This past weekend, President Donald Trump signed an Executive Order requiring all new appointees in his Administration to sign an ethics pledge that contains special “revolving door” and gift restrictions. Although Mr. Trump also formally rescinded an ethics order issued in the early days of the Obama presidency, this new Executive Order carries over some concepts and restrictions from the prior legal regime. In particular, this new Executive Order does the following:
- Prohibits Certain “Lobbying Activities” by Former Appointees for the Remainder of the Trump Administration. Trump appointees are prohibited after leaving government service from engaging in “lobbying activities” with respect to the executive branch for er, the Executive Order exempts cthe remainder of the Trump Administration. This prohibition applies to a former official’s activities across the entire executive branch and not just with respect to colleagues at their former agency. “Lobbying activities,” as defined in the Order, includes a former official’s purely behind-the-scenes or background work that is related to a lobbying contact made by anyone with the Trump Administration. Howevommunications and appearances, and presumably background work, “with regard to … agency rulemaking, adjudication, or licensing” from the ban, which is a broad exemption. (President Obama’s previous restriction along these lines allowed for some interactions with the Administration that constituted lobbying work provided that the former appointee avoided triggering a lobbying registration obligation.)
- Institutes a Five-Year Ban on Certain “Lobbying Activities” by Former Appointees Related to a Former Agency. Trump appointees are barred for five years after leaving government service—not merely the remainder of the Administration—from engaging in any “lobbying activities” with respect to any agency in which they served. “Lobbying activities” are defined with reference to the Lobbying Disclosure Act, which suggests that a former official’s purely behind-the-scenes or background work that is related to a lobbying contact made by anyone with a former official’s employing agency is now banned. The ban, however, exempts communications and appearances “with regard to … agency rulemaking, adjudication, or licensing,” which are often the focus of executive branch lobbying efforts.
- Rescinds Obama-Era Restriction on Contacts with Government by Former Appointees. Federal law prohibits an Administration appointee from contacting their former agency on behalf of another in order to influence agency action for one year after departing government service. President Trump’s Order references this statutory restriction, but unlike President Obama’s Order, does not extend the restriction to two years.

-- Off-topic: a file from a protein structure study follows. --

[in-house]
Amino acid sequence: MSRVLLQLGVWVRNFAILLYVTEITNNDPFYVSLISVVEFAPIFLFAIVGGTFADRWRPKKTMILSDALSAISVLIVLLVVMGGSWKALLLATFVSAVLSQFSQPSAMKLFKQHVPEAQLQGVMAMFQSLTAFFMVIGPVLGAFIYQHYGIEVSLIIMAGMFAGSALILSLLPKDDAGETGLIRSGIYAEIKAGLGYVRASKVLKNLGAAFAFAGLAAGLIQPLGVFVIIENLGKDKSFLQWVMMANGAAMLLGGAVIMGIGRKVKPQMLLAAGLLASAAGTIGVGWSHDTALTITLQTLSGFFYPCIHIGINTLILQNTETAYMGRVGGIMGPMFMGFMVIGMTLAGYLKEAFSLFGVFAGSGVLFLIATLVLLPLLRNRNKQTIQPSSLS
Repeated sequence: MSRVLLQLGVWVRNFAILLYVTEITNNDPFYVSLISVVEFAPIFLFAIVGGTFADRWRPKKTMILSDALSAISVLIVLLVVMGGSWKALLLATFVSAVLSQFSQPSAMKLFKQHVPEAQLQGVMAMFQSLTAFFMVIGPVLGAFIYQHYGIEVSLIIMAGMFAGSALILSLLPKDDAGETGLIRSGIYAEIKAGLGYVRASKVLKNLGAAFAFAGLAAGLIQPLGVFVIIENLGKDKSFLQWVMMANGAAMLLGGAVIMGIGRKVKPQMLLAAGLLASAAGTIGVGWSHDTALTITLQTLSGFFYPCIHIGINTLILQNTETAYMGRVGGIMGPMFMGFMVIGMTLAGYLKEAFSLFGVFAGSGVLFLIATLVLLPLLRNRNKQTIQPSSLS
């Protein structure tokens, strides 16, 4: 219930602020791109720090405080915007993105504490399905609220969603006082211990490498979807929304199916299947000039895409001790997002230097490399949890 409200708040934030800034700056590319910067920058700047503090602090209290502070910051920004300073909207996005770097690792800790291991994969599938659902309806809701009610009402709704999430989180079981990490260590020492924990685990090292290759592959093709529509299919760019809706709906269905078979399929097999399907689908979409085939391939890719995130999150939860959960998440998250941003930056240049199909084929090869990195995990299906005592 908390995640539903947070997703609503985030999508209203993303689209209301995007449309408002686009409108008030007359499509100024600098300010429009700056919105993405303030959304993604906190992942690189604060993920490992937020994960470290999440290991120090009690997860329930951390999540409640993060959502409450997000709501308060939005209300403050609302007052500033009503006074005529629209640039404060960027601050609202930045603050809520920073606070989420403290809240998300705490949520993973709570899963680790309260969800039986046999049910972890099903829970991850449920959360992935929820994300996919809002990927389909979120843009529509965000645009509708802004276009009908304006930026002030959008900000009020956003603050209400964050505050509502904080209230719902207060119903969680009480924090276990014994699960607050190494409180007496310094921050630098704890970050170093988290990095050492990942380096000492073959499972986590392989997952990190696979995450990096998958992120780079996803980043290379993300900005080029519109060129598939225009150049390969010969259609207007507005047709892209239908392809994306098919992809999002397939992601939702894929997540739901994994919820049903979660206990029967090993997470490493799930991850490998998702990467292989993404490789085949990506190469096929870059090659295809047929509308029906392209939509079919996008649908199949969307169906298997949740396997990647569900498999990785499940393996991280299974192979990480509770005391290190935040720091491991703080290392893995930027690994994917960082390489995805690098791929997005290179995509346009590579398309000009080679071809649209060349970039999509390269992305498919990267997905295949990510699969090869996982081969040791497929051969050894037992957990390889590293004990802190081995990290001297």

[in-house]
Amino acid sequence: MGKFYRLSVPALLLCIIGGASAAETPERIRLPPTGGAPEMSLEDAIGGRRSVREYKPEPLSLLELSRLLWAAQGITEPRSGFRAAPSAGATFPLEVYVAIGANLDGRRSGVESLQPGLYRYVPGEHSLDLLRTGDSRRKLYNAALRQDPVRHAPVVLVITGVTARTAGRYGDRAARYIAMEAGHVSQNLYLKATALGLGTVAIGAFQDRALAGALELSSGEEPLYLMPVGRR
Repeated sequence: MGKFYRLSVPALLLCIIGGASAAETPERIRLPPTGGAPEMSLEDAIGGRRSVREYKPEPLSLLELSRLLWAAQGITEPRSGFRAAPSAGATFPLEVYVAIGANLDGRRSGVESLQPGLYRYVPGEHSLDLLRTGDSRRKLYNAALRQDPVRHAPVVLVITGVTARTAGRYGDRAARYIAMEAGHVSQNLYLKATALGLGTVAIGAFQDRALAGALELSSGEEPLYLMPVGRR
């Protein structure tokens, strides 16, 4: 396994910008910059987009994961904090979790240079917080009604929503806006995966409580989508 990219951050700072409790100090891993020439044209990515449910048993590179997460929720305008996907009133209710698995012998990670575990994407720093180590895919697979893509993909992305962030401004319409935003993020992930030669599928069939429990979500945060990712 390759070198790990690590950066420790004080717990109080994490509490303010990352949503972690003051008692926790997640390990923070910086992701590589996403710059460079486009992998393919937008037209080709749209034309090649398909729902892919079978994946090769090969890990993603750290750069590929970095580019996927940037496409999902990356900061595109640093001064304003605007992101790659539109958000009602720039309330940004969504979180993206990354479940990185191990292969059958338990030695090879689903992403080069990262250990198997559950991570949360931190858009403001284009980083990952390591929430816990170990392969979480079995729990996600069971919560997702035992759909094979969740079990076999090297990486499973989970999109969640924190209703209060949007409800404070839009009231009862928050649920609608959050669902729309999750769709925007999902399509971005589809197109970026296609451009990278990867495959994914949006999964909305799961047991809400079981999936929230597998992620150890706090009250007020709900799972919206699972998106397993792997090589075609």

- Imposes a Lifetime Ban on Acting as a “Foreign Agent” for a Foreign Government or Foreign Political Party. As part of the Trump ethics pledge, appointees commit that they will not engage in activities that will cause them to register as a “foreign agent” under the Foreign Agents Registration Act (FARA) for any foreign government or political party for the duration of their lives.
- Partially Rescinds Obama-Era Restrictions on Lobbyists Entering the Administration. Incoming Trump appointees are subject to restrictions on their work for the government that relates back to matters in which they were involved prior to joining the Administration. These restrictions are broadly similar to those that were in place under President Obama. The Trump Executive Order does, though, rescind the Obama-era prohibition, subject to waiver, on lobbyists seeking or accepting appointment to any executive agency they lobbied in the two years prior to their appointment.
- Retains Obama-Era Restrictions on Gifts to Appointees. As it pertains to gifts from lobbyists, the Executive Order is a continuation of the approach used during the Obama Administration. Trump appointees may not receive gifts from “registered lobbyists or lobbying organizations” during their government service. “Gift” is defined under the Executive Order in a manner that prevents appointees from utilizing common gift-rule exemptions for “widely attended gatherings” and items of $20 or less that are available to other executive branch personnel. Trump appointees continue to be able to accept modest food and non-alcoholic beverages, as well as attend events where they will present on behalf of their agency.
We expect that the Office of Government Ethics will issue implementing guidance that clarifies some aspects of this Executive Order in the coming months.